1. Interesting concession: Trying to steer your party away from ignorance and bigotry is “effort[] to damage their own party” in the context of a Republican.

      2. McCain was a terrible candidate. Should have never been given the nomination. What people want from a party candidate for President isn’t someone who is going to be a maverick, but a rank and file type person. They want someone who is predictable, who will literally vote the party line.

        Trump is an aberration and frankly he was only successful because of the hyper partisan nature of the day and time he ran. He is now more of a “mainstream” candidate after four years in office, but not nearly as rank and file as Biden. And Trump is going to have a tough time beating Biden, for lots of reasons, but a main one being Biden is just a more mainstream candidate and what the voter wants as President.

        1. Both Dole and McCain were party establishment picks. Yes, they were lousy candidates, but for the exact reasons that endeared them to the party establishment: Both had made a habit of sticking it to the party’s base, and somehow surviving anyway. The party establishment, which purely HATES their own voting base, only wishes they could survive being that “maverick”.

          Trump was successful in getting the nomination because the base had become so sick of establishment picks that they revolted against the establishment, and voted for the guy the establishment obviously opposed. Even so, he wouldn’t have gotten the nomination if the establishment’s favored candidates had been winnowed faster, he was winning one state after another by pluralities.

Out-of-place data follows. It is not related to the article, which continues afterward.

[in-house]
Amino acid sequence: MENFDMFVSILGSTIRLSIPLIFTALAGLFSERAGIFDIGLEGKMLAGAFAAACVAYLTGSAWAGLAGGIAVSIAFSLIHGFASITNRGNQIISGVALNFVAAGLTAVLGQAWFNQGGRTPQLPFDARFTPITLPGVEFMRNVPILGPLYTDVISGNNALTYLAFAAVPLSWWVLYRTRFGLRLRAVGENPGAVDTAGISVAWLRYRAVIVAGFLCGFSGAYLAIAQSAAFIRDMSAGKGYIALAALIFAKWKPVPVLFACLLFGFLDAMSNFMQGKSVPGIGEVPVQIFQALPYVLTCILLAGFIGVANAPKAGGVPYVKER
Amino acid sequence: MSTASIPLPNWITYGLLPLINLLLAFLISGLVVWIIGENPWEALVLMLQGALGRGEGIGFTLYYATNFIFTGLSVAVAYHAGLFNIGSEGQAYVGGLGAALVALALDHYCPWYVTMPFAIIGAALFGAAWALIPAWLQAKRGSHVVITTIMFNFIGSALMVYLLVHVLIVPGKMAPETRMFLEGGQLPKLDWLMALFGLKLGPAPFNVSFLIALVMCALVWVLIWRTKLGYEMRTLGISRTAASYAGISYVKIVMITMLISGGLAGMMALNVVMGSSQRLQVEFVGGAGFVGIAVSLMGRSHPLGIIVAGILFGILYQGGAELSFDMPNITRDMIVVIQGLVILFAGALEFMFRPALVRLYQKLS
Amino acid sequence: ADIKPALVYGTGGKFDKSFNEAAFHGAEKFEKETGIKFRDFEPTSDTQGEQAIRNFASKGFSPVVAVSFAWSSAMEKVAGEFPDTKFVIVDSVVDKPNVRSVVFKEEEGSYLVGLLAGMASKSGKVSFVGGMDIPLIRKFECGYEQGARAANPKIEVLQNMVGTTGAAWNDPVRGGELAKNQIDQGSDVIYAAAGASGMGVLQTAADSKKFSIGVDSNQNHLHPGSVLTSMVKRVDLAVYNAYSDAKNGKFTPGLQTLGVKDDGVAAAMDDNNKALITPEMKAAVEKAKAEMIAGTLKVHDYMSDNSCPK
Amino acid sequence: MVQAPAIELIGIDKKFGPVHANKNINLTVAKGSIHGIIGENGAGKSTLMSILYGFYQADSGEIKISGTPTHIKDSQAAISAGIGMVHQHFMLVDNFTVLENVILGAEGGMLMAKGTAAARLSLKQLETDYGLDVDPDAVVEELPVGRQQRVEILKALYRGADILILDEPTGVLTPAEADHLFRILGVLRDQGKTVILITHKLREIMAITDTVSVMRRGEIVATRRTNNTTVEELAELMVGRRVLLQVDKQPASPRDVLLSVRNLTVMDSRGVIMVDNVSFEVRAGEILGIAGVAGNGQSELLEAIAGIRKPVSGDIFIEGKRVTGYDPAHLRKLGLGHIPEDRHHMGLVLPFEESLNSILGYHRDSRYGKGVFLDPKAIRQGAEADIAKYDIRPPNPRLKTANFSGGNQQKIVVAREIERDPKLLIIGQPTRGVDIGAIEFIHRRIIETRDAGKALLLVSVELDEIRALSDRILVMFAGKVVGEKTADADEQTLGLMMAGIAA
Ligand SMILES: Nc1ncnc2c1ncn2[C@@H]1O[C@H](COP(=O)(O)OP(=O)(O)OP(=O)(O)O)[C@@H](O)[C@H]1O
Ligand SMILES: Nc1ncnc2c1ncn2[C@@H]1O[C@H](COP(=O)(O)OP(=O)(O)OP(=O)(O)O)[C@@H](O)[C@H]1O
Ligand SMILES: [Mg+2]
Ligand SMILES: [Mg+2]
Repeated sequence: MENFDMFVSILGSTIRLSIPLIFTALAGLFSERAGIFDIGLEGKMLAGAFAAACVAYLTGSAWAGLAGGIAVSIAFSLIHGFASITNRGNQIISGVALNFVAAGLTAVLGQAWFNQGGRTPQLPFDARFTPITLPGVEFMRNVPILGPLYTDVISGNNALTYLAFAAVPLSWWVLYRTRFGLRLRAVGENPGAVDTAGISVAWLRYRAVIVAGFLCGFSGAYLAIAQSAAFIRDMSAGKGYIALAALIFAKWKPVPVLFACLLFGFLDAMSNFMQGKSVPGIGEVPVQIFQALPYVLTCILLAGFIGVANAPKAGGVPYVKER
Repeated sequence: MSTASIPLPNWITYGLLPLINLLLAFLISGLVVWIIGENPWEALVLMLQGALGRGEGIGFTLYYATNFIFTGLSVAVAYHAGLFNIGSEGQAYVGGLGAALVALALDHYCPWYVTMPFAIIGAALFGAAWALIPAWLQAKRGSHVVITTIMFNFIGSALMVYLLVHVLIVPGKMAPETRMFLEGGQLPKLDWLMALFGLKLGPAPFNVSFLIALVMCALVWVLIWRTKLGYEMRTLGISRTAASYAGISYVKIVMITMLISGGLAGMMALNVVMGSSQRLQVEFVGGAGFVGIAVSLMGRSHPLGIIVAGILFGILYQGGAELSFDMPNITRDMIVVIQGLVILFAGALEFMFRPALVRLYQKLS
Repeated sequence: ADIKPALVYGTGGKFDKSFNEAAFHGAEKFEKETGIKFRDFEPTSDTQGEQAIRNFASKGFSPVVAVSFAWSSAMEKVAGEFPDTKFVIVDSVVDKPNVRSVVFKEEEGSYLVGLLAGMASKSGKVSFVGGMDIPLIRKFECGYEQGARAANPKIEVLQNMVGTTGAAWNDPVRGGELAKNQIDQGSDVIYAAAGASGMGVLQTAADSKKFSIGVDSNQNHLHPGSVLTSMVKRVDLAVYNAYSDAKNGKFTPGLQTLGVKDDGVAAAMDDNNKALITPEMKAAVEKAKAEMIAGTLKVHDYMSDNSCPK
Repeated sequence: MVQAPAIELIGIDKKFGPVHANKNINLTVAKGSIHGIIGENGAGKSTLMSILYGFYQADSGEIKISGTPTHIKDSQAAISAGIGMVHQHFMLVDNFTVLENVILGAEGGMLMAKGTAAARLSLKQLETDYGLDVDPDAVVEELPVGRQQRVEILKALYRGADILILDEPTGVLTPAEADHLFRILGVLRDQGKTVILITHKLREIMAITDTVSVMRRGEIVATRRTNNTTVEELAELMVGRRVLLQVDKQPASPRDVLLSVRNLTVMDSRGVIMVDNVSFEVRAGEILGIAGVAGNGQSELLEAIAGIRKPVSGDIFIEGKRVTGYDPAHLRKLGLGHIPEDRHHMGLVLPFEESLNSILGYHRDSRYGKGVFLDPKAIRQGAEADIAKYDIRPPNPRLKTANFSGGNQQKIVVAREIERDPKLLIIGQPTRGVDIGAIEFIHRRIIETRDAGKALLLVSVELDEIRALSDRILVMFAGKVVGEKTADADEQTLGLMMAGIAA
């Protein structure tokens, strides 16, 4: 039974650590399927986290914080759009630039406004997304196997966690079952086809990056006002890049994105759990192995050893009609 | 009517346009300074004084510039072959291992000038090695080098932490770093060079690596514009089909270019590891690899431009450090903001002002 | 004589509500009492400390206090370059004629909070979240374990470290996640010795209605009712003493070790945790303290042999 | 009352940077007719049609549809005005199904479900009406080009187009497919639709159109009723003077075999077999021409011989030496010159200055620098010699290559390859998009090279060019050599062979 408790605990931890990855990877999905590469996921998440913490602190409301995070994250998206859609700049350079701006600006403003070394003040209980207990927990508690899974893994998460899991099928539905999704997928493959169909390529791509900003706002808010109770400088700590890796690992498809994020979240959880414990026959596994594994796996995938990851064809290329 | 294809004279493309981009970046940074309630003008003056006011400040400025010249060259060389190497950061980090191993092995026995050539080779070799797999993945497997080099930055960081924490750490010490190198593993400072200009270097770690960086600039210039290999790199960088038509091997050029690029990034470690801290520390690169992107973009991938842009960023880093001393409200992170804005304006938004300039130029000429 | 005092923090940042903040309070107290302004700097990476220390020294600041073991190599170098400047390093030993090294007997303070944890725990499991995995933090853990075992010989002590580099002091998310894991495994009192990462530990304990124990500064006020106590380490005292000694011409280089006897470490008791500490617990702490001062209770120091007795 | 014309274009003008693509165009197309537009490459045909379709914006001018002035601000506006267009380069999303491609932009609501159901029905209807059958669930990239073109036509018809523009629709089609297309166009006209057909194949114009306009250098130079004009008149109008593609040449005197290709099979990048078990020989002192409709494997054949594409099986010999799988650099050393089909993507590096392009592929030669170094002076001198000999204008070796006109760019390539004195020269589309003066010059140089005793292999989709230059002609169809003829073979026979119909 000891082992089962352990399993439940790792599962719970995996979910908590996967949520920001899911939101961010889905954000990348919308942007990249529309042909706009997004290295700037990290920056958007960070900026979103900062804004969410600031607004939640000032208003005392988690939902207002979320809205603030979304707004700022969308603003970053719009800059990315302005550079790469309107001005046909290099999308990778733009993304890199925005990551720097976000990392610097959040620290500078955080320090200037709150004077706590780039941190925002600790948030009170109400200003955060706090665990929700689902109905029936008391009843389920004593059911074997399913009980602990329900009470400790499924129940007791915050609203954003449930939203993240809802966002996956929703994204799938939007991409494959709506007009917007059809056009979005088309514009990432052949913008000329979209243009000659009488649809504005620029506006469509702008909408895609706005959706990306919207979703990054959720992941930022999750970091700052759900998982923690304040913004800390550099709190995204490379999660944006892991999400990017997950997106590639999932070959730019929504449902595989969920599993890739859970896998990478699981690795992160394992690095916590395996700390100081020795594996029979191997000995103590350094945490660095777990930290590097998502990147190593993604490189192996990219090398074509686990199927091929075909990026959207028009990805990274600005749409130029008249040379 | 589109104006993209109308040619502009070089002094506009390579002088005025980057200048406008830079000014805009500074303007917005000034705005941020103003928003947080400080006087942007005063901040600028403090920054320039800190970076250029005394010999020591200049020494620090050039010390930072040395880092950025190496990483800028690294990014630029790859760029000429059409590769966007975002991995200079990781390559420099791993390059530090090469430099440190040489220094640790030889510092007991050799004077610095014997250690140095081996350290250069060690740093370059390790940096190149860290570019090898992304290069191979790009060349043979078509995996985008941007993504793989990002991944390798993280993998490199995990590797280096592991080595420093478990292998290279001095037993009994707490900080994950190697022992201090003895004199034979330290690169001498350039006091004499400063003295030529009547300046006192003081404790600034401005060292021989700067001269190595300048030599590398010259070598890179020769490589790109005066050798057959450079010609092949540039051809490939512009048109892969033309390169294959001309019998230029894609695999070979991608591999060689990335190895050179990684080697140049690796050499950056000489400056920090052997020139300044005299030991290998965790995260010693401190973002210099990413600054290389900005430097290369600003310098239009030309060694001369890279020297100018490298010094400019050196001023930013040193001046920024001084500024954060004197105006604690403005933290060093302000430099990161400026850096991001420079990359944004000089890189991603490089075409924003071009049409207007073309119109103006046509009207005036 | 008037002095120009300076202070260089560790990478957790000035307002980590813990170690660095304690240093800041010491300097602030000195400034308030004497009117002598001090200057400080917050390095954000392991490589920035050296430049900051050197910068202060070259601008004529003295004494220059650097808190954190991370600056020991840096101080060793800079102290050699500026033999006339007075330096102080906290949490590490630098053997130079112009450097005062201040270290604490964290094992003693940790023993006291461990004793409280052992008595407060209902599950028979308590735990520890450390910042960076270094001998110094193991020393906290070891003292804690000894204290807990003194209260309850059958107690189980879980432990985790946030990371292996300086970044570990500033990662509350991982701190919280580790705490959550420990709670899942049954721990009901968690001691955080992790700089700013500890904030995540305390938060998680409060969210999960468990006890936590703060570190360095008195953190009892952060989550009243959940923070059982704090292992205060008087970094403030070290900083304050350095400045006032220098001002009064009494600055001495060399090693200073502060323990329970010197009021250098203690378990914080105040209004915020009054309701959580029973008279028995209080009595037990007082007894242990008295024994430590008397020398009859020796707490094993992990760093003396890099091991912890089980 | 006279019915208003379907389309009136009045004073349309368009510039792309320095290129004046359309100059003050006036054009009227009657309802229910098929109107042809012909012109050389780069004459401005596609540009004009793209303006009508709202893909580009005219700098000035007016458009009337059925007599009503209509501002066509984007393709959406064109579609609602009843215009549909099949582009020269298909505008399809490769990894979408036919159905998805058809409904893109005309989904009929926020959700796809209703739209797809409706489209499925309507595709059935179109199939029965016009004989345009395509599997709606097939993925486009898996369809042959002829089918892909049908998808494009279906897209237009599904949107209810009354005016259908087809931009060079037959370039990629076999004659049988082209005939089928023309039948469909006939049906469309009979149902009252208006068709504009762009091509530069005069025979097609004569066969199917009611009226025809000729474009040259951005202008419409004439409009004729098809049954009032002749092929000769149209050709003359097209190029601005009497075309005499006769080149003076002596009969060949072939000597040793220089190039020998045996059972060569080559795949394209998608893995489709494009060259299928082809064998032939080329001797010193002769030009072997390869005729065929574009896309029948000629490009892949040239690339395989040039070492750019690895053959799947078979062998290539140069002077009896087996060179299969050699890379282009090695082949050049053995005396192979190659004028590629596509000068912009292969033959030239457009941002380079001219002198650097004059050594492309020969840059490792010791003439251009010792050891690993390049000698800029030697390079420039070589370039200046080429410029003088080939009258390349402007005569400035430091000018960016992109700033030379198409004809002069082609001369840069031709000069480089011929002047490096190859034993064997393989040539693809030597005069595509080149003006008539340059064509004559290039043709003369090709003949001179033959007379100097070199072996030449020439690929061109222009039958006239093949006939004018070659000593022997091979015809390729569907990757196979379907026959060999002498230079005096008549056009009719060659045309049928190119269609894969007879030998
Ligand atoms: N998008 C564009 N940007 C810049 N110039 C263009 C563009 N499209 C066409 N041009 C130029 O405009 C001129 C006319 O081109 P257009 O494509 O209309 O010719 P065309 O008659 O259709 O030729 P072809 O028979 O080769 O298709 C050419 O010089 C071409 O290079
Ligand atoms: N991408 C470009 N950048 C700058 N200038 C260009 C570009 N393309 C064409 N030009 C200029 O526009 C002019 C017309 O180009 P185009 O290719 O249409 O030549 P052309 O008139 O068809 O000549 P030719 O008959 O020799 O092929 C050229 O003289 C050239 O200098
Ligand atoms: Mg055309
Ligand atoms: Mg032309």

Then he only won the general election because Hillary was almost uniquely awful, and Trump surprisingly competent at campaigning, albeit in an unconventional manner.

          I’d have said Trump was a shoe in this fall, if not for the lockdown triggered recession. He may still be a shoe in if ending the lockdowns triggers a prompt recovery, or Biden’s deterioration becomes too obvious for even Democrats to deny, too late to replace him.

          1. Trump’s bigotry, blunders, and backwardness do not seem to bother you Brett . . . or influence your electoral analysis.

  11. Madam Hillary Clinton has demonstrated that a woman can be just as corrupt and devious as any man and thus provided a fine example of someone trampling any and all barriers to sex equality.

    1. Kerr Mudgeon : “Madam Hillary Clinton has demonstrated that a woman can be just as corrupt and devious as any man”

      Don’t know how you figure that. Hell, Ms Clinton wasn’t even the most corrupt candidate running for president in the 2016 election.

      You do realize that, right?

    2. If not more so corrupt and devious then a man…

      Women are not these nice, gentle creatures which they are portrayed as in movies and television. Some are downright even nastier then men are ever capable of being.

  12. Benazir Bhutto’s rule of Pakistan is another example of the anomaly of a society in which women have very low status nonetheless having a female ruler. And is in most other cases, she more-or-less inherited the role from a male member of her family.

  13. Across the ditch they might take a different view. This from Conservapedia: “New Zealand is the only country in the world in which all the highest offices in the land have been occupied simultaneously by women: Queen Elizabeth II, Governor-General Dame Silvia Cartwright, Prime Minister Helen Clark, Speaker of the House of Representatives [and Attorney-General] Margaret Wilson and Chief Justice Dame Sian Elias were all in office between March 2005 and August 2006.”